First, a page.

Four strategic goals you can achieve with the ERP system

4 Minutes

Rising raw material prices, pressure on margins, consumer-driven marketplaces –how the ERP system can help in challenging times.

The food business is not easy: manufacturers need to hold their ground in a global competition where increasingly complex supply chains go hand in hand with the growing demands of retailers on supply capability and quality. Rising material prices add to the pressure on profit margins. The businesses in this industry need to open up new sales channels while ensuring compliance with stringent legal requirements. At the same time, they need to advance the digitalization in their factories.

The good news is that the great variety of starting points for the digitalization of processes with ERP is matched by the value this creates for the businesses – if they set the right priorities.

The prerequisite for this is a process that addresses four goals: promoting further growth through digital technologies, enhancing competitiveness through smarter processes, mobilizing data for faster decision-making, and improving resilience and the ability to react.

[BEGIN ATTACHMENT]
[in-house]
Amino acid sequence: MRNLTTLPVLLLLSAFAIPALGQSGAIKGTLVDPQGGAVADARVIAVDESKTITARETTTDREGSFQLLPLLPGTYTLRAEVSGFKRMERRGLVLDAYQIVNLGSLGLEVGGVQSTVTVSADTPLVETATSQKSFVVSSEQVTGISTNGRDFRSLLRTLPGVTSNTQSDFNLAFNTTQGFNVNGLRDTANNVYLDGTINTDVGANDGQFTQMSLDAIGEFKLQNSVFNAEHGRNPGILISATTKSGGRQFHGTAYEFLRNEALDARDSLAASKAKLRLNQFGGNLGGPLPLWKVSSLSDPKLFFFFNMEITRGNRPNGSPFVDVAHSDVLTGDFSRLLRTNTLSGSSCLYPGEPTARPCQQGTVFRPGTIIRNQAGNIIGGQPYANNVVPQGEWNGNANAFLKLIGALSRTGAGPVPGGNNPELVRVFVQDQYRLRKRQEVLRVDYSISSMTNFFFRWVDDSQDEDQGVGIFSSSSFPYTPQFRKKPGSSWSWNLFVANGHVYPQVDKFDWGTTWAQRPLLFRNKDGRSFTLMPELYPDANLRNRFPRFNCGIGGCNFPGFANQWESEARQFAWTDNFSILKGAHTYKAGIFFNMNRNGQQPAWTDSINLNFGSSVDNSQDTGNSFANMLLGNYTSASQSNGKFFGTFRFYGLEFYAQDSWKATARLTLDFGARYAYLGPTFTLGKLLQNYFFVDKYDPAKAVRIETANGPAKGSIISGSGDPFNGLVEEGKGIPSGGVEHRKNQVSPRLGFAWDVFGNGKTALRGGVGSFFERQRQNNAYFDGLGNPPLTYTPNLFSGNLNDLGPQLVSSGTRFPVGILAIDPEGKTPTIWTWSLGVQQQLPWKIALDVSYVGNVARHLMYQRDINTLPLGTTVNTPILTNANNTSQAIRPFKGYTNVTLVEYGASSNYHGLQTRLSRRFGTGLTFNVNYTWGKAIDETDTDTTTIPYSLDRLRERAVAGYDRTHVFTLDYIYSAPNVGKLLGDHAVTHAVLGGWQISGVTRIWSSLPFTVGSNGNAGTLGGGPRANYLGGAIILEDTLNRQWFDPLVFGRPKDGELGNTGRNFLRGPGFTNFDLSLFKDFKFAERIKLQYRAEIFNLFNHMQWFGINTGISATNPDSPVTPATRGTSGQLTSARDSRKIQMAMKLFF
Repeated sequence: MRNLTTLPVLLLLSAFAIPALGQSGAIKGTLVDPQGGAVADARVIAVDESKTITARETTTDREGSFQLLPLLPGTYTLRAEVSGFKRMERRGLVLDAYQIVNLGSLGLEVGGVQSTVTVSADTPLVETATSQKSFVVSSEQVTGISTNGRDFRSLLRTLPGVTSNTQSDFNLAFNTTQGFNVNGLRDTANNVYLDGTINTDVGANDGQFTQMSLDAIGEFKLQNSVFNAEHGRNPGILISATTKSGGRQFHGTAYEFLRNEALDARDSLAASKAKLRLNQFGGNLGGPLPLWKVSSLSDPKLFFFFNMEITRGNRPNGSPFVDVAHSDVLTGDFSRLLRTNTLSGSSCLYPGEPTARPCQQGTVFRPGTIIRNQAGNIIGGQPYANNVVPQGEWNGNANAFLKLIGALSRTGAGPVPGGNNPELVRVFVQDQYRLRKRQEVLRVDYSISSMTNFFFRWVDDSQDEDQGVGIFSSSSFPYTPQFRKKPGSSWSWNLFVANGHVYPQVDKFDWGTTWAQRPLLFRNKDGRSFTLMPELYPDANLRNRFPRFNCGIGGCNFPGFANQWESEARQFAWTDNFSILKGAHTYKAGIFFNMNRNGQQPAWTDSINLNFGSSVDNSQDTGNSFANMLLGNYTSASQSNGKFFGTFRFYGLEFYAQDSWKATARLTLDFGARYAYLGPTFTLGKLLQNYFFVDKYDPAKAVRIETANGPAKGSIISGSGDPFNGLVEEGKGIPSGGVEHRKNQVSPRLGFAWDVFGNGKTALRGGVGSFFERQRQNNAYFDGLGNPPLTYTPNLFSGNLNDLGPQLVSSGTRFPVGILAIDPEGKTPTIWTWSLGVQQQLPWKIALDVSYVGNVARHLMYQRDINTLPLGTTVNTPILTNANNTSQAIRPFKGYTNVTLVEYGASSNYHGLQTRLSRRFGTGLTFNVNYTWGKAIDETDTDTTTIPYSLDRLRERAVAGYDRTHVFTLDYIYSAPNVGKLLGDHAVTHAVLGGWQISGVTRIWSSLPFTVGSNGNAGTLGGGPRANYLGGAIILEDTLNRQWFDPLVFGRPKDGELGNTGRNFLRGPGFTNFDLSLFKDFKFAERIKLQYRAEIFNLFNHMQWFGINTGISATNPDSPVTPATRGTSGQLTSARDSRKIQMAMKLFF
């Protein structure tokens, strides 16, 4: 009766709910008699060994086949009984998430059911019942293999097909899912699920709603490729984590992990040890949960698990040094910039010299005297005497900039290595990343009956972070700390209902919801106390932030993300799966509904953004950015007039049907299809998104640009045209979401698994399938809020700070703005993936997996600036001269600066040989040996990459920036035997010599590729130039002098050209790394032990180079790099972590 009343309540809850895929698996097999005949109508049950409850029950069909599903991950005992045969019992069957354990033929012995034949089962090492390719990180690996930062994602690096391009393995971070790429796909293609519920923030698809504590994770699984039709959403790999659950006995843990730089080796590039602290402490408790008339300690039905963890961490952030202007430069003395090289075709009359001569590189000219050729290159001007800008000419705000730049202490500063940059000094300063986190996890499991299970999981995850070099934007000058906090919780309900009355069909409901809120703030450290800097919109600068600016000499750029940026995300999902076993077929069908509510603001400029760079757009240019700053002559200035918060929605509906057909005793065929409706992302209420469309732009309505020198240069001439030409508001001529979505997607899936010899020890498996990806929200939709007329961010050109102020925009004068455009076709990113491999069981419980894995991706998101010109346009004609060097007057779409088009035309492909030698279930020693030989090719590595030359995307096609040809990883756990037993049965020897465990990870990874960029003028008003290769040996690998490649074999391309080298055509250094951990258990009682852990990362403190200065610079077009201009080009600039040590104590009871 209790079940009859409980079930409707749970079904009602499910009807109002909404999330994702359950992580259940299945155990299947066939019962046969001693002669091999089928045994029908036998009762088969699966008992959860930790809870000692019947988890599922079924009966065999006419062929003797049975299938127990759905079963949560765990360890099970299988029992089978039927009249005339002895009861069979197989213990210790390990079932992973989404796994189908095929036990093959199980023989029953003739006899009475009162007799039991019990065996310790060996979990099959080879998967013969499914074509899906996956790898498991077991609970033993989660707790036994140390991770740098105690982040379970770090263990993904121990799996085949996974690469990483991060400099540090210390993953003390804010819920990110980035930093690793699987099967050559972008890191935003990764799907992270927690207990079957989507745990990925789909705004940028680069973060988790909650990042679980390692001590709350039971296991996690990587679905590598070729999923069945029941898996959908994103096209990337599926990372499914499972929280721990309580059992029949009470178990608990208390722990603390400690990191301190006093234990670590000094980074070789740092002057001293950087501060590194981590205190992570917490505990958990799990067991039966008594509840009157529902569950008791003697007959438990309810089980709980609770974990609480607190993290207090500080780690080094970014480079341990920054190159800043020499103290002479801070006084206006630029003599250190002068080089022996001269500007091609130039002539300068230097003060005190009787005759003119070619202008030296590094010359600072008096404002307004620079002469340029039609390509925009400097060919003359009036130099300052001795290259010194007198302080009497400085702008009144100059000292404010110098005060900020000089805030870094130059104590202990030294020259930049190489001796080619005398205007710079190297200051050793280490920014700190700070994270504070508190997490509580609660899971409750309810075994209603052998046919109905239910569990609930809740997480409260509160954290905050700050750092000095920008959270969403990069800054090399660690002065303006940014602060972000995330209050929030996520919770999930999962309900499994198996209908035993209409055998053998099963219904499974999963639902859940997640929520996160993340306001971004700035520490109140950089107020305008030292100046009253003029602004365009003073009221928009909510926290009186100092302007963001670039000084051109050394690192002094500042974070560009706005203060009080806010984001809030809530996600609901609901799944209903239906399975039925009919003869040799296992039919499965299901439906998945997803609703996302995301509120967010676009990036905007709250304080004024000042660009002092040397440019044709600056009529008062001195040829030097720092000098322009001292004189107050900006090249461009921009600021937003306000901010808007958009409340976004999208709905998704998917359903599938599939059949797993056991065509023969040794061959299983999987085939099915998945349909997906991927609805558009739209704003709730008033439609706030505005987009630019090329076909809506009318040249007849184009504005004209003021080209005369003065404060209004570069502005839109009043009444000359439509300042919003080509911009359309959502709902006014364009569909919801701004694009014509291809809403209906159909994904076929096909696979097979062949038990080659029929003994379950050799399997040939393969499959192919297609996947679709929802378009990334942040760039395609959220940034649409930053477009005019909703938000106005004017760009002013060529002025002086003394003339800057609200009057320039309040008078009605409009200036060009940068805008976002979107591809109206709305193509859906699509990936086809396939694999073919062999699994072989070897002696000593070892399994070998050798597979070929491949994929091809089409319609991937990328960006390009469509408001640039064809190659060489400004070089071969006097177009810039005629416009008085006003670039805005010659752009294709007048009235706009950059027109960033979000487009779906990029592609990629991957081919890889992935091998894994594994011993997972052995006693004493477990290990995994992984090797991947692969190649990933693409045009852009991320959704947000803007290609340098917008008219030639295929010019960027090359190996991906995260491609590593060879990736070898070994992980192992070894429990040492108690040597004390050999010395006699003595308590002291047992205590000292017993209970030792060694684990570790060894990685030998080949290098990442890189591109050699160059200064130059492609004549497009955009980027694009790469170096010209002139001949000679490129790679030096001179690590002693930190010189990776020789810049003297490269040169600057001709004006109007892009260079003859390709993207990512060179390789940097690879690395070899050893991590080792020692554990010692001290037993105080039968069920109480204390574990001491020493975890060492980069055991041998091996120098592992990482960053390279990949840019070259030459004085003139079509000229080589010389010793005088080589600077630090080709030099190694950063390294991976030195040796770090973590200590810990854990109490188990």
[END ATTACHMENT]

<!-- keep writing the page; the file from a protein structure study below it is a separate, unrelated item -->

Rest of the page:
1. Boost growth 

The role of the consumers is increasingly relevant, as they are becoming major players who determine the new standards and rules of play in the food industry. This is a fertile ground for processors taking advantage of the growth potential in digitalization. On the one hand, they focus on their product range, which – with the support of the ERP – can be adapted to consumer trends like regionalism or organic products.

On the other hand, the coronavirus pandemic has fast-tracked the shift towards e-food by several years, making investments in online stores a priority. Direct selling is no longer only for the big players in the industry; it is also relevant for many SME. To those selling directly via their own digital channels, it offers a great opportunity for additional turnover and organic growth – beyond being listed for the shelves of food retailers.